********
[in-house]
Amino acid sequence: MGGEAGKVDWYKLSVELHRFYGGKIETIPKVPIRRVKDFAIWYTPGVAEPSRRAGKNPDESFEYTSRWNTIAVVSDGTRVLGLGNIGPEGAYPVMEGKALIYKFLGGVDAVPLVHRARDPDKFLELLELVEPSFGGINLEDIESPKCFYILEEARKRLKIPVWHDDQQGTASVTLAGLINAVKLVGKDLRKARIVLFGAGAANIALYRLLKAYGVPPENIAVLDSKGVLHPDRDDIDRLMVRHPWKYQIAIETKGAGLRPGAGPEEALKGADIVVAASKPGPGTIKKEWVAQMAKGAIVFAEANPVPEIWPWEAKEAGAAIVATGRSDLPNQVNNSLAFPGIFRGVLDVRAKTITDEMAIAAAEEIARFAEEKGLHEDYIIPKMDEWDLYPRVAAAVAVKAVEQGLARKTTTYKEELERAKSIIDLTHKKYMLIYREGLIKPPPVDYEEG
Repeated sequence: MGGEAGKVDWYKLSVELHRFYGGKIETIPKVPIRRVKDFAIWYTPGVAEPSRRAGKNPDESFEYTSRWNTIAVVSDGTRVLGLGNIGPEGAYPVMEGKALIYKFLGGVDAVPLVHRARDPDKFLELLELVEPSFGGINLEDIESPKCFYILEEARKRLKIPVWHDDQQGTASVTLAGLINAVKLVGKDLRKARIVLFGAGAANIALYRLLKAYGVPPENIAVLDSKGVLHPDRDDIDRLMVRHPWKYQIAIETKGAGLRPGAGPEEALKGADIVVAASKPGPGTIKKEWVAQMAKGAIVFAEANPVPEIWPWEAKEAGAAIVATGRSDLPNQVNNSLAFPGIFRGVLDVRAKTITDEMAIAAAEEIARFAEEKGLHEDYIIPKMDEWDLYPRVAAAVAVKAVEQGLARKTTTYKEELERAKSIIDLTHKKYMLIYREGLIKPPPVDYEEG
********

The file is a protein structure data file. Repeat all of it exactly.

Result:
[in-house]
Amino acid sequence: MGGEAGKVDWYKLSVELHRFYGGKIETIPKVPIRRVKDFAIWYTPGVAEPSRRAGKNPDESFEYTSRWNTIAVVSDGTRVLGLGNIGPEGAYPVMEGKALIYKFLGGVDAVPLVHRARDPDKFLELLELVEPSFGGINLEDIESPKCFYILEEARKRLKIPVWHDDQQGTASVTLAGLINAVKLVGKDLRKARIVLFGAGAANIALYRLLKAYGVPPENIAVLDSKGVLHPDRDDIDRLMVRHPWKYQIAIETKGAGLRPGAGPEEALKGADIVVAASKPGPGTIKKEWVAQMAKGAIVFAEANPVPEIWPWEAKEAGAAIVATGRSDLPNQVNNSLAFPGIFRGVLDVRAKTITDEMAIAAAEEIARFAEEKGLHEDYIIPKMDEWDLYPRVAAAVAVKAVEQGLARKTTTYKEELERAKSIIDLTHKKYMLIYREGLIKPPPVDYEEG
Repeated sequence: MGGEAGKVDWYKLSVELHRFYGGKIETIPKVPIRRVKDFAIWYTPGVAEPSRRAGKNPDESFEYTSRWNTIAVVSDGTRVLGLGNIGPEGAYPVMEGKALIYKFLGGVDAVPLVHRARDPDKFLELLELVEPSFGGINLEDIESPKCFYILEEARKRLKIPVWHDDQQGTASVTLAGLINAVKLVGKDLRKARIVLFGAGAANIALYRLLKAYGVPPENIAVLDSKGVLHPDRDDIDRLMVRHPWKYQIAIETKGAGLRPGAGPEEALKGADIVVAASKPGPGTIKKEWVAQMAKGAIVFAEANPVPEIWPWEAKEAGAAIVATGRSDLPNQVNNSLAFPGIFRGVLDVRAKTITDEMAIAAAEEIARFAEEKGLHEDYIIPKMDEWDLYPRVAAAVAVKAVEQGLARKTTTYKEELERAKSIIDLTHKKYMLIYREGLIKPPPVDYEEG